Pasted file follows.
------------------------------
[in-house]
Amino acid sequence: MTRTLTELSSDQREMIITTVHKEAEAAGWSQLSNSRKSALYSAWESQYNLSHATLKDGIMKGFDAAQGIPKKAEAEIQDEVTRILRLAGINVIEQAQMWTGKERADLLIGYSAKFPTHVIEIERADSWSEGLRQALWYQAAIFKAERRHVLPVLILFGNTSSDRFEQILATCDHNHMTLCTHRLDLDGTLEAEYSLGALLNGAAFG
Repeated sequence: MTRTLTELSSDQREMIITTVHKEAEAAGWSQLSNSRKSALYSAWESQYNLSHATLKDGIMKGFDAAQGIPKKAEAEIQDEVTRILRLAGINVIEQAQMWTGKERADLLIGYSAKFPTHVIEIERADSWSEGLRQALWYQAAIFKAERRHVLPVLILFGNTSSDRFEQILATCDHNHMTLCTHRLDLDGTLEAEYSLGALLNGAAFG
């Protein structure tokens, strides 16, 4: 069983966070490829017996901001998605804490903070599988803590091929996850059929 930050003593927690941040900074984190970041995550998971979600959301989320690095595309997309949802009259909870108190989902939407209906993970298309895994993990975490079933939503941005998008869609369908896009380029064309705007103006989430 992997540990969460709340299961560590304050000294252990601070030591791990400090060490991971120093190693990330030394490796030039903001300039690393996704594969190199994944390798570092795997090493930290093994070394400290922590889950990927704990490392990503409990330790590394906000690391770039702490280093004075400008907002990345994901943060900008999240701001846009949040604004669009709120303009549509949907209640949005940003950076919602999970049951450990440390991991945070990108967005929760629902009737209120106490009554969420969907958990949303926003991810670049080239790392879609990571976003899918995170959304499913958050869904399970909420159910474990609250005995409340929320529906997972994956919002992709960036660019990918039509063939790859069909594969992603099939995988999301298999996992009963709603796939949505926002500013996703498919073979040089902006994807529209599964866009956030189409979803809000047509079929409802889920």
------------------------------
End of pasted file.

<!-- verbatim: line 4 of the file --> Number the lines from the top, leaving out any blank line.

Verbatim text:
């Protein structure tokens, strides 16, 4: 069983966070490829017996901001998605804490903070599988803590091929996850059929 930050003593927690941040900074984190970041995550998971979600959301989320690095595309997309949802009259909870108190989902939407209906993970298309895994993990975490079933939503941005998008869609369908896009380029064309705007103006989430 992997540990969460709340299961560590304050000294252990601070030591791990400090060490991971120093190693990330030394490796030039903001300039690393996704594969190199994944390798570092795997090493930290093994070394400290922590889950990927704990490392990503409990330790590394906000690391770039702490280093004075400008907002990345994901943060900008999240701001846009949040604004669009709120303009549509949907209640949005940003950076919602999970049951450990440390991991945070990108967005929760629902009737209120106490009554969420969907958990949303926003991810670049080239790392879609990571976003899918995170959304499913958050869904399970909420159910474990609250005995409340929320529906997972994956919002992709960036660019990918039509063939790859069909594969992603099939995988999301298999996992009963709603796939949505926002500013996703498919073979040089902006994807529209599964866009956030189409979803809000047509079929409802889920």